Dear Mr. Robertson -
I read that the Wild is "satisfied" with the team's broadcast announcers, as they prepare to enter into contract negotiations with them.
As far as Messers Kurtz and Reid go, I - as a consumer of your broadcasters' work - couldn't agree more. Kurtz and Reid do a great job on the radio and, on the occasions where I have no video available for a Wild game (I live in New York, so I am only able to catch around one Wild game per season in person), being able to tune them in on an audio feed is a more-than adequate substitution.
Sadly, the same can not be said for the television "talent" of Terhaar and Greenlay.
Simply put, those two are a disgrace to the "State of Hockey".
Further, they impugn the Wild organization's support of the "State of Hockey" marketing campaign every single time they're on the air.
I realize they work for the Minnesota Wild, and that distinction (as opposed to, say, working, proprietarily, for CBC or Versus) affords them a degree of "Wild-centric" attitude in their commentary. However I feel that they exceed what would be an acceptible level of parochialism on a consistant basis - to the team's detriment.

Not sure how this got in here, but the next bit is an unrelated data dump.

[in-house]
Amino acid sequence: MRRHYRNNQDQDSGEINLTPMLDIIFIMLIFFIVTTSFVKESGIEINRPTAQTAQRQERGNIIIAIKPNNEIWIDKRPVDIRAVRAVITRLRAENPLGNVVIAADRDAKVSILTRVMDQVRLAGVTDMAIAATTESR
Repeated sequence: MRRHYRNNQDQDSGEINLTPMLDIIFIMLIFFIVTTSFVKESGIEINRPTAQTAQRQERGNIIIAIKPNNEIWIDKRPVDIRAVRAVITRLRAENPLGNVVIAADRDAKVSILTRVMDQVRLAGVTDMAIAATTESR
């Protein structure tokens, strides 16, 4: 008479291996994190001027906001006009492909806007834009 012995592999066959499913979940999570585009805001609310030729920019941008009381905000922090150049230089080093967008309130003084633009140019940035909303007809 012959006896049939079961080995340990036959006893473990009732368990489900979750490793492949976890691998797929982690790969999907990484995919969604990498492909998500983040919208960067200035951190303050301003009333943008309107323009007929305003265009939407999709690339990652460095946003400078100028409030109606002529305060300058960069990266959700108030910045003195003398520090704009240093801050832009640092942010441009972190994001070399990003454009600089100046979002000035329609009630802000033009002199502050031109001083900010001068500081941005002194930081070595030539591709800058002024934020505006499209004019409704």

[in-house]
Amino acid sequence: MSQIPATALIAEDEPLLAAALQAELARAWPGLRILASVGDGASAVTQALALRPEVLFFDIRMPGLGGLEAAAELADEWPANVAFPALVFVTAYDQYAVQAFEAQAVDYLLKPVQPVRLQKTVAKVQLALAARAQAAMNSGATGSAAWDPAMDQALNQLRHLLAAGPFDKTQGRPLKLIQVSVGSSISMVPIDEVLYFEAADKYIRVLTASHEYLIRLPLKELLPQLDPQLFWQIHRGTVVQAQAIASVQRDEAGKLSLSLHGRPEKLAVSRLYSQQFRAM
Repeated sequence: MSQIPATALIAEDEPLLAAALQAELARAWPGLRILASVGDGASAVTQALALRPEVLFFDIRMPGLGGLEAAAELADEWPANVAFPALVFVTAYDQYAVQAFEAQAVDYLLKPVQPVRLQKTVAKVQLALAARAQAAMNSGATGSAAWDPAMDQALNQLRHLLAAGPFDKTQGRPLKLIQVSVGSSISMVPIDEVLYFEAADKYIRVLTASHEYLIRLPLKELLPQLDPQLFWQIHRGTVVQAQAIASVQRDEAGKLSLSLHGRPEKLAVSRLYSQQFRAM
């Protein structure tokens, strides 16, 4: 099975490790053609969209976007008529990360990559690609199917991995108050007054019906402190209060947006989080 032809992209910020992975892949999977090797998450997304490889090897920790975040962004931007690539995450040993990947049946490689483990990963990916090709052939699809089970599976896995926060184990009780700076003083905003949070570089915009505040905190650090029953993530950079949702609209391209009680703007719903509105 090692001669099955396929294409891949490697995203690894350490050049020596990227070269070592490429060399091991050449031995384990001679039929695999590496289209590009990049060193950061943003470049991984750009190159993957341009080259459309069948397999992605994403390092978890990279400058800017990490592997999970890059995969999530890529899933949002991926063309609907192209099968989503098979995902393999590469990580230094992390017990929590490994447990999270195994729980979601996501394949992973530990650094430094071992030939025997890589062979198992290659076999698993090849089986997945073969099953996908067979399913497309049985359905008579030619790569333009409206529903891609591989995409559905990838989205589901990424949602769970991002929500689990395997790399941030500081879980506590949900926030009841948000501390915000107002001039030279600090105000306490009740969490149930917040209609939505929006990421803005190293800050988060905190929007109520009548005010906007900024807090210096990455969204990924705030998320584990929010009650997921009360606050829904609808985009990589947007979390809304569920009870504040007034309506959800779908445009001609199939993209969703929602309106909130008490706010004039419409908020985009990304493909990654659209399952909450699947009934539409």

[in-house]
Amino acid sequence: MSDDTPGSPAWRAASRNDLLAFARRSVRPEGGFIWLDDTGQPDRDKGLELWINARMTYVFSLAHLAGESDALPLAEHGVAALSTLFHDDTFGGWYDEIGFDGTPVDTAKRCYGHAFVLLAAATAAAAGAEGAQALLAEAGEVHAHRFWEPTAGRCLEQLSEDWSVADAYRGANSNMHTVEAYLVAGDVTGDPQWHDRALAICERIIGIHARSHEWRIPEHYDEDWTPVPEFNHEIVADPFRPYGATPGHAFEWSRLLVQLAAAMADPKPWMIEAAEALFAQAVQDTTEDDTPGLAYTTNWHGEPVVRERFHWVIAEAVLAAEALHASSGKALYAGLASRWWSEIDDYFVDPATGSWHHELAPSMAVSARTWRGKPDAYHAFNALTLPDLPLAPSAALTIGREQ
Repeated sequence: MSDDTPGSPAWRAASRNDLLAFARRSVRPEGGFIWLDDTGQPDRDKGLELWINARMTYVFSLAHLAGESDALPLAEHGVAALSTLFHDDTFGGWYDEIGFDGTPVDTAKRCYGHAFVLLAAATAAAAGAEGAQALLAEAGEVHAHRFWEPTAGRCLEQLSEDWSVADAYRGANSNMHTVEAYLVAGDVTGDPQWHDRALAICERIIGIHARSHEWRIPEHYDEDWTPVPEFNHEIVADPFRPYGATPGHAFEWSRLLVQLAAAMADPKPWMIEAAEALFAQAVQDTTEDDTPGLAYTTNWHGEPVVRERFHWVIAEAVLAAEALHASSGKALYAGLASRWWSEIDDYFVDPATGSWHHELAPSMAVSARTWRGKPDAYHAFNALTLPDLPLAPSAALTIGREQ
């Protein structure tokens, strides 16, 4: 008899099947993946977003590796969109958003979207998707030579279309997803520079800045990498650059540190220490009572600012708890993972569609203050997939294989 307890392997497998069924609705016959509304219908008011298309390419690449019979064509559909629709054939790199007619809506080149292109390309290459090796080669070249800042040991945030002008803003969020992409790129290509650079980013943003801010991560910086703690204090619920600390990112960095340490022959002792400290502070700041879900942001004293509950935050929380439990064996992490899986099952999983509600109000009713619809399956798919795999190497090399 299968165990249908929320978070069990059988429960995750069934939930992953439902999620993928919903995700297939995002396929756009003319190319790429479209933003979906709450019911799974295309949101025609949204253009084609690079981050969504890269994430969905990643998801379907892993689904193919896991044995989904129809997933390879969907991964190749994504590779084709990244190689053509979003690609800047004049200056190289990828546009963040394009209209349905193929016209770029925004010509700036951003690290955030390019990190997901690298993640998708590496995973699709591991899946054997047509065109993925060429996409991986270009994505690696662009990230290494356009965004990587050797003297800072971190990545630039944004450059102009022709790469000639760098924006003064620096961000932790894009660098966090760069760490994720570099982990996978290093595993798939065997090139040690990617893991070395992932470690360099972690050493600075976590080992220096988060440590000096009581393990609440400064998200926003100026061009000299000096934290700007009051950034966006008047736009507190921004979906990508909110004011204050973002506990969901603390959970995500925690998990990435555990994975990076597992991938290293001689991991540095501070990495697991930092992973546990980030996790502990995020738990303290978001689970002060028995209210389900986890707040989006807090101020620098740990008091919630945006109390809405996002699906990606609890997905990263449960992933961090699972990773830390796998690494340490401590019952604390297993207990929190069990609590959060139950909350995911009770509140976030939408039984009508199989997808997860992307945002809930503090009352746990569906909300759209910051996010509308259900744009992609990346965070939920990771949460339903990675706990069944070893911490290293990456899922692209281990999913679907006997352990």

Mr. Terhaar, in particular, elevates his "homerism" to an unrepentant art form. This offends the coherant viewer on several levels. First, it's unnecessary. Minnesotans pride ourselves on our hockey savvy, by in large. Given the regional breadth of the broadcast, Terhaar should feel comfortable speaking "to" the hockey-smart Minnesotans who don't need any extra sunshine blown up their collective backside about their team. Second, whenever he's whining about an alleged "missed call" against the opposition or some other injustice befallen the Wild, he's not providing play-by-play - you know, doing his job. Third, he continuously makes these ridiculous claims of improprietary against the Wild without benefit of factual support, precedent or background - and the effect, anyway, is that he has no idea what he's talking about. The State of Hockey deserves better.
Mr. Greenlay, while less Wild-centric in general than Terhaar, simply fails to offer enough of the game-within-a-game insight that a former player/color analyst exists to provide. To be fair, I find that the insight he does offer is interesting, if not enlightening. I find him the less-odious of the two by a comfortable margin.
My recommendation is to dump Terhaar without hesitation, and find a more professional and hockey savvy play-by-play announcer. I feel this will elevate Greenlay's game as well, if only in providing him a more stable foundation from which to educate the masses on the goings on in a professional ice hockey game.
Thanks, and have a great summer!